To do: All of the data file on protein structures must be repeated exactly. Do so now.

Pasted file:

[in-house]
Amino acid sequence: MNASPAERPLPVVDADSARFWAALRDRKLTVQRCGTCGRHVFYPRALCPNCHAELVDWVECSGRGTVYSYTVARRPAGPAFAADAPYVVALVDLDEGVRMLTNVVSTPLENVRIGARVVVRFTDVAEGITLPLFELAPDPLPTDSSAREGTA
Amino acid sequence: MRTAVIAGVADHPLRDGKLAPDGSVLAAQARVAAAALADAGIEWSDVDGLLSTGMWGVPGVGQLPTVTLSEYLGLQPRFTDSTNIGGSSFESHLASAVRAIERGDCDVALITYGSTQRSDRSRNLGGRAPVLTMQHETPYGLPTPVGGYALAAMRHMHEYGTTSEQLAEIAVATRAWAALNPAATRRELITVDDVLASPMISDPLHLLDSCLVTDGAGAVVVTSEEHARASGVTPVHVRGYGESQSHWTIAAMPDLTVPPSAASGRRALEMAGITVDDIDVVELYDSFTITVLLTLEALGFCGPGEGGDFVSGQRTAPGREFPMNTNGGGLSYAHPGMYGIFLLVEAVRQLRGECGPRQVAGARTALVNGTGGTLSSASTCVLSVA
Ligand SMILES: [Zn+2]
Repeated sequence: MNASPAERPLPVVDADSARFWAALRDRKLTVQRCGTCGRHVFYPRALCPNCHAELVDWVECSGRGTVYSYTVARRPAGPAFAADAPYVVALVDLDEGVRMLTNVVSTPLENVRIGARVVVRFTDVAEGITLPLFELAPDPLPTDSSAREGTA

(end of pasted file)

[in-house]
Amino acid sequence: MNASPAERPLPVVDADSARFWAALRDRKLTVQRCGTCGRHVFYPRALCPNCHAELVDWVECSGRGTVYSYTVARRPAGPAFAADAPYVVALVDLDEGVRMLTNVVSTPLENVRIGARVVVRFTDVAEGITLPLFELAPDPLPTDSSAREGTA
Amino acid sequence: MRTAVIAGVADHPLRDGKLAPDGSVLAAQARVAAAALADAGIEWSDVDGLLSTGMWGVPGVGQLPTVTLSEYLGLQPRFTDSTNIGGSSFESHLASAVRAIERGDCDVALITYGSTQRSDRSRNLGGRAPVLTMQHETPYGLPTPVGGYALAAMRHMHEYGTTSEQLAEIAVATRAWAALNPAATRRELITVDDVLASPMISDPLHLLDSCLVTDGAGAVVVTSEEHARASGVTPVHVRGYGESQSHWTIAAMPDLTVPPSAASGRRALEMAGITVDDIDVVELYDSFTITVLLTLEALGFCGPGEGGDFVSGQRTAPGREFPMNTNGGGLSYAHPGMYGIFLLVEAVRQLRGECGPRQVAGARTALVNGTGGTLSSASTCVLSVA
Ligand SMILES: [Zn+2]
Repeated sequence: MNASPAERPLPVVDADSARFWAALRDRKLTVQRCGTCGRHVFYPRALCPNCHAELVDWVECSGRGTVYSYTVARRPAGPAFAADAPYVVALVDLDEGVRMLTNVVSTPLENVRIGARVVVRFTDVAEGITLPLFELAPDPLPTDSSAREGTA